From what weve seen and experienced, theres valid justification for plumb bows on race boats, especially when rating rules and marina fees enter the equation. However, if youre a cruising sailor, there are both sail and ground-tackle handling to consider. And its no surprise that we believe that sprit poles housed in the hull are not an offshore cruisers best friend.
In our view, a short projection from the stem that provides support for a bow roller and also acts as the tack point for a light-air headsail or asymmetric spinnaker makes sense. Keep in mind that when it comes to sprits, less can be better than more, and when it comes to sailing performance, you need to look at displacement as well as sail area, and realize that the lower the sail-area-displacement ratio becomes, the more often the diesel will be called into action.
Plumb bows may look fast, but looking fast and going fast are two different things. Whats sacrificed aboard a straight-stem cruiser is the ability to install a roller that projects from the stem. Pounding into a seaway with a projection forward of the stem can lead to problems.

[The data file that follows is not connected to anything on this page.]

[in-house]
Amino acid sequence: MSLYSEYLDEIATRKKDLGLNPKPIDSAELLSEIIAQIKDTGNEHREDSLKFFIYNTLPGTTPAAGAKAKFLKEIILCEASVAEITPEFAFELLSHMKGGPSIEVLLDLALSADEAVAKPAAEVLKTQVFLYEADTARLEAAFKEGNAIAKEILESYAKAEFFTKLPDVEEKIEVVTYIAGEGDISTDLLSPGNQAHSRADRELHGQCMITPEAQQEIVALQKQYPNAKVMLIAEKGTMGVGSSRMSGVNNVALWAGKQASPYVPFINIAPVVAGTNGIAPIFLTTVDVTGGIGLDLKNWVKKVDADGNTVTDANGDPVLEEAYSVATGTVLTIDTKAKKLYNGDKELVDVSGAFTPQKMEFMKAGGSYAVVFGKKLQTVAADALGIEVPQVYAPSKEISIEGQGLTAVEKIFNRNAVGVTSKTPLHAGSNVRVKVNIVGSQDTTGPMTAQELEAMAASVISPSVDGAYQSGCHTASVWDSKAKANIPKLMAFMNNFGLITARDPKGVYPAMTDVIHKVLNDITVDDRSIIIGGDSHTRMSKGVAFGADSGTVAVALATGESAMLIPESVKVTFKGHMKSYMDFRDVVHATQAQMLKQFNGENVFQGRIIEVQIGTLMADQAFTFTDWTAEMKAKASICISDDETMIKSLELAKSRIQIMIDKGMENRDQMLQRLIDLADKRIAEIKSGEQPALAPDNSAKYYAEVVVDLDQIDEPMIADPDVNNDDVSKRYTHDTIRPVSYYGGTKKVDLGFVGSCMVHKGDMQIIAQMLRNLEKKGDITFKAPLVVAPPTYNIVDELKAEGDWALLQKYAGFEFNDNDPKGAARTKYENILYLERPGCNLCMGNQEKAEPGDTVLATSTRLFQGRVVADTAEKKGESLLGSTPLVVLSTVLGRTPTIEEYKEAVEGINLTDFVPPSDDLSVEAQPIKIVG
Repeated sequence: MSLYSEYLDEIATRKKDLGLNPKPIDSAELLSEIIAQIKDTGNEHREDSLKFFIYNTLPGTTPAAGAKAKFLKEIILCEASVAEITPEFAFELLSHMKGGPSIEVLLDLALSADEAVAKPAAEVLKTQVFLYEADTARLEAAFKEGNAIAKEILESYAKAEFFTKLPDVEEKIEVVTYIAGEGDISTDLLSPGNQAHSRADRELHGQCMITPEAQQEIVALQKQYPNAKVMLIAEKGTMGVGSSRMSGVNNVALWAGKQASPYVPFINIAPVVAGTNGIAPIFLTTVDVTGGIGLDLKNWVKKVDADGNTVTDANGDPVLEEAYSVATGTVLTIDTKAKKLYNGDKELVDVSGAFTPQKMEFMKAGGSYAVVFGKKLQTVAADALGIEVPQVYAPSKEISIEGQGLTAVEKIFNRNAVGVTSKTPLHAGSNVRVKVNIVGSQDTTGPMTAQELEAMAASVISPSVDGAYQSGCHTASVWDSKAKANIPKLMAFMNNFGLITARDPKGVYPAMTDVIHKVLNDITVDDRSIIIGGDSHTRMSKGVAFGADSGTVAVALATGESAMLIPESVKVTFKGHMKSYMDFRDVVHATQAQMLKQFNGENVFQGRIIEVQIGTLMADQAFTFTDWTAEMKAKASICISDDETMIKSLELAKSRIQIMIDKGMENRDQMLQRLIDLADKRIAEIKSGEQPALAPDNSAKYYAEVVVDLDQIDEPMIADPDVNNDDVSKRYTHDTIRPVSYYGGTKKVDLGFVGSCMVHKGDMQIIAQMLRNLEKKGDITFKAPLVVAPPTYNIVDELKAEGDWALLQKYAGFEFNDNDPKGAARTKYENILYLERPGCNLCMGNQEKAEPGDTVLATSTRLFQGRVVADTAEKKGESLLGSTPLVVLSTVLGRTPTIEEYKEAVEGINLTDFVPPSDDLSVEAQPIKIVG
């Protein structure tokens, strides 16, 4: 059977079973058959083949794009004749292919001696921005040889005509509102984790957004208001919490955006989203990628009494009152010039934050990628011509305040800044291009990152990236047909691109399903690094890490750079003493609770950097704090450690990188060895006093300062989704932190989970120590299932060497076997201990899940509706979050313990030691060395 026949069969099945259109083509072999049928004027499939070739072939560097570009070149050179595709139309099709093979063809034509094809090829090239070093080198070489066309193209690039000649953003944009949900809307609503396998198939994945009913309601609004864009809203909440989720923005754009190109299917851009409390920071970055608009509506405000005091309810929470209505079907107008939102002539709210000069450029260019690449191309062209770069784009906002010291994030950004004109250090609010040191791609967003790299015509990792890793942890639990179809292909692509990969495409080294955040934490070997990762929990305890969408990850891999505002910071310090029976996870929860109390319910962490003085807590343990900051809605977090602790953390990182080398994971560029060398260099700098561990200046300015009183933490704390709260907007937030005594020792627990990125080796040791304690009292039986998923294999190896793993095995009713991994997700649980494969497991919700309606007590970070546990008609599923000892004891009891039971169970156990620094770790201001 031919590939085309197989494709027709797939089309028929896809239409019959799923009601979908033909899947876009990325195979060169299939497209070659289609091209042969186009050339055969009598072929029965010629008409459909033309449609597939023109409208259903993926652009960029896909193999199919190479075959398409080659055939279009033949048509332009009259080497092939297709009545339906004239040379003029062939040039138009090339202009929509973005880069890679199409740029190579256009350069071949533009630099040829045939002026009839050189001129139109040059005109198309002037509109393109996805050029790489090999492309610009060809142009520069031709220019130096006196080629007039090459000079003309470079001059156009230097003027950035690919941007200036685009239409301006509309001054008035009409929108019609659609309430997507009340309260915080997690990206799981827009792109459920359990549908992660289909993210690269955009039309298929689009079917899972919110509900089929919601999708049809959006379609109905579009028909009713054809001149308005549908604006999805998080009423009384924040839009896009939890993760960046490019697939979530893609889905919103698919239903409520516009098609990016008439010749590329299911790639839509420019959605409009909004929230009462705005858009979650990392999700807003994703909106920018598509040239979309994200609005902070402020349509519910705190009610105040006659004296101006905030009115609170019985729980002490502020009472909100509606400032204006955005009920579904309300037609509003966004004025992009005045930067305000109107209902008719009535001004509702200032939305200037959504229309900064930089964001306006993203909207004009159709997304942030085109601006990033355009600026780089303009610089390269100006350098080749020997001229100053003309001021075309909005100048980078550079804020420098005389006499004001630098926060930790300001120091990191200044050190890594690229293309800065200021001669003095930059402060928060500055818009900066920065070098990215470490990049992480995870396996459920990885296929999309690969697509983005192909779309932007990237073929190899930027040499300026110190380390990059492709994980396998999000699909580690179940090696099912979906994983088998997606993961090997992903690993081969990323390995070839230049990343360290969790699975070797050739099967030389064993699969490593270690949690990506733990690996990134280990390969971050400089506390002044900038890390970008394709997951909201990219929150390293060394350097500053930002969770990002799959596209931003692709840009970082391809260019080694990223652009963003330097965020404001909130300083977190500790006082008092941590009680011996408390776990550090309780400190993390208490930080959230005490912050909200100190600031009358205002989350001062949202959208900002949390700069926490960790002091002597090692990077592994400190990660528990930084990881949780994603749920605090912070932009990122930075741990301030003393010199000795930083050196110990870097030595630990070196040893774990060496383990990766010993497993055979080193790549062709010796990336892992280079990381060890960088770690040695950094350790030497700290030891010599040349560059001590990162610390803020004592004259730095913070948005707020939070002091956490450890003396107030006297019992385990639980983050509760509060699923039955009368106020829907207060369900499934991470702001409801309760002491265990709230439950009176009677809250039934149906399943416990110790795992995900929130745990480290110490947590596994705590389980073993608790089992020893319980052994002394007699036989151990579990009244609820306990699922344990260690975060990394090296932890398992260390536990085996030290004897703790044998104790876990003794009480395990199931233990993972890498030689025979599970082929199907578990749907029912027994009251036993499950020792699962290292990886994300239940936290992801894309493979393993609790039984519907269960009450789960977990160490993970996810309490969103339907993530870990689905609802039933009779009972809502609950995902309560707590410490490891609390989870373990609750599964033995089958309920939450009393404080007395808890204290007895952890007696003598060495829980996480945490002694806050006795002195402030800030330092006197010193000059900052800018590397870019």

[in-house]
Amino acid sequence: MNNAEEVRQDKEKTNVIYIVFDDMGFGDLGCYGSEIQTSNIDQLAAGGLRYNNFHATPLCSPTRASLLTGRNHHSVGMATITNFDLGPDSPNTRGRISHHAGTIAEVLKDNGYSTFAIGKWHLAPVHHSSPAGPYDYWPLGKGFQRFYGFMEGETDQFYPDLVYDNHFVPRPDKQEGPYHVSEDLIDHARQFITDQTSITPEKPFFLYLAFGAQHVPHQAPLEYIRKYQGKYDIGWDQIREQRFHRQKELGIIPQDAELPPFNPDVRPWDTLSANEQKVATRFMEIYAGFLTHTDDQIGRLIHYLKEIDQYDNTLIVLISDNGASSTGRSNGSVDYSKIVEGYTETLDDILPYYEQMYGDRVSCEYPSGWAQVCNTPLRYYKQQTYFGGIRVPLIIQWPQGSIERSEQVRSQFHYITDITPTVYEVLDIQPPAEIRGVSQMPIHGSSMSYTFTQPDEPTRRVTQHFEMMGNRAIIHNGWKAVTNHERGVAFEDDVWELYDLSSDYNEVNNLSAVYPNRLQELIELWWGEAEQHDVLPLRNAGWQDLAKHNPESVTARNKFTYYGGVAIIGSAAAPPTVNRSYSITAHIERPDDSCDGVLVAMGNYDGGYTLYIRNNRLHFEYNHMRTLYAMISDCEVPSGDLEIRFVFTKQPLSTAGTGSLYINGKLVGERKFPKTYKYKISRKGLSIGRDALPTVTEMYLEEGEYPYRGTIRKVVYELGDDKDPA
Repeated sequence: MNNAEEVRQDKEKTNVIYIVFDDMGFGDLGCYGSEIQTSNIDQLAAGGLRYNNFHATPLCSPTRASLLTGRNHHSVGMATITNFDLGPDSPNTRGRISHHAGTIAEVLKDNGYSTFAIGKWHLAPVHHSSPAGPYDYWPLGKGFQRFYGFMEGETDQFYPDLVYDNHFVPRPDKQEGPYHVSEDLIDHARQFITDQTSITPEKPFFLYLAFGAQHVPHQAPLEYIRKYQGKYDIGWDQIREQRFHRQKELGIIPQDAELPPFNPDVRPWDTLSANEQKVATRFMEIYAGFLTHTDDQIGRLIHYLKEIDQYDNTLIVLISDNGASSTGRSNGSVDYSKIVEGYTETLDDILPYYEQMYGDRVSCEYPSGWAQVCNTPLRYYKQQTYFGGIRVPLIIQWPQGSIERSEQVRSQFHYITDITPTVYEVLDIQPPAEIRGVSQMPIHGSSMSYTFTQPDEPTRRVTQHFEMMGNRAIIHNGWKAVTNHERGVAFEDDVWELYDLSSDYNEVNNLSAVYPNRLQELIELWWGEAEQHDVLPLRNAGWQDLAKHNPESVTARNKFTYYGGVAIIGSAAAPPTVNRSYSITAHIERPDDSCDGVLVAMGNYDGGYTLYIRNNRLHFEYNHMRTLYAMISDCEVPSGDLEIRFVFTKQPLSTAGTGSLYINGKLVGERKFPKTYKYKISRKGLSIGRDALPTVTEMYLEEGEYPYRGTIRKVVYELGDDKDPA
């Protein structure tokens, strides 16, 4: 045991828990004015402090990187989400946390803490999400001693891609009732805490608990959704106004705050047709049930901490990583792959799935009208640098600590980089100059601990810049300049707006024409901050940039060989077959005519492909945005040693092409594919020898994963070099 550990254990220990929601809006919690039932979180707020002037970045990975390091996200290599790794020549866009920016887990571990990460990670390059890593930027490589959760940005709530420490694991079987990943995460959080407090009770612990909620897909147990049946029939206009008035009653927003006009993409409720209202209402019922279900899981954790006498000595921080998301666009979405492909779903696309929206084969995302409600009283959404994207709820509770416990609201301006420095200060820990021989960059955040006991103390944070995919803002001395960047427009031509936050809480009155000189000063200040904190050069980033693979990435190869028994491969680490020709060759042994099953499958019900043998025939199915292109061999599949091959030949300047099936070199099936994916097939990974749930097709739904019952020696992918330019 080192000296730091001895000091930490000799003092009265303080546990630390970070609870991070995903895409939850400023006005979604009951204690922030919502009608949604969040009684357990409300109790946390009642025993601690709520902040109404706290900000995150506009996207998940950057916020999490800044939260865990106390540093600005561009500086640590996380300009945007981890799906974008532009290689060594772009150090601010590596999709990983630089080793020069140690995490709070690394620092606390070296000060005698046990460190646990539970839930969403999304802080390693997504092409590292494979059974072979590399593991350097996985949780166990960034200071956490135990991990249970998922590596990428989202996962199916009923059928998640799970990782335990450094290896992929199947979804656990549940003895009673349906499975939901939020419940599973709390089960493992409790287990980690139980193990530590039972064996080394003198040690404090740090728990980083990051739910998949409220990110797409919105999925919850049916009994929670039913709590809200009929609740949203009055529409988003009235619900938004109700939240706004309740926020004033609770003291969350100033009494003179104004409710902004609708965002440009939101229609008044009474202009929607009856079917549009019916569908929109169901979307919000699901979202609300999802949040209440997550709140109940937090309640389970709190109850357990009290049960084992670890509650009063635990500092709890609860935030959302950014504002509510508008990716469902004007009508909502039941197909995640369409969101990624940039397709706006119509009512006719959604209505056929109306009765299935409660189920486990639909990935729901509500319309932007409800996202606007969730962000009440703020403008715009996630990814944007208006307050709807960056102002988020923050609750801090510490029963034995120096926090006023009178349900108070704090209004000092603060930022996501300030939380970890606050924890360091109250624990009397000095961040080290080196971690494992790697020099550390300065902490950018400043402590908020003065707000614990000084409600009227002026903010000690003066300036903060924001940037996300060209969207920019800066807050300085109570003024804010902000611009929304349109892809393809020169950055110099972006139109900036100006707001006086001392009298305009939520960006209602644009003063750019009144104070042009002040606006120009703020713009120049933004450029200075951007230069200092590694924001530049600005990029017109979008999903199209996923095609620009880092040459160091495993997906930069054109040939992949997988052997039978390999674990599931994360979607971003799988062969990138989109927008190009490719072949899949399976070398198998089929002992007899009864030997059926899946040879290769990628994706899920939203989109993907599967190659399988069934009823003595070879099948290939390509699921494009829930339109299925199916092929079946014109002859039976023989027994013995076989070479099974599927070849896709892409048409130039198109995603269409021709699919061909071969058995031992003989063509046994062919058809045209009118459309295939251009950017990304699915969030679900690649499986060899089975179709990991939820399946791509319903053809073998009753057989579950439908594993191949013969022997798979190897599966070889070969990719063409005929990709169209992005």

For years, Asian-built CTs, Sea Wolfs, and similar clipper-bowed cruisers set off for Polynesia and arrived in Tahiti with bowsprits sheared clean off the teak walkway affixed to the top of the sprit. Bluewater isn’t compressed by a plunging bow-all of the load is imposed on the sprit and the anchors perched at the end.
In some ways, the straight stem has become the alloy-wheel of the marine industry. Automotive engineers know that its whats under the hood that counts, and for sailors, its whats below the waterline and above the deck that seal the deal. Looking fast may be a marina upside, but its how a design factor contributes to a vessels mission that really counts.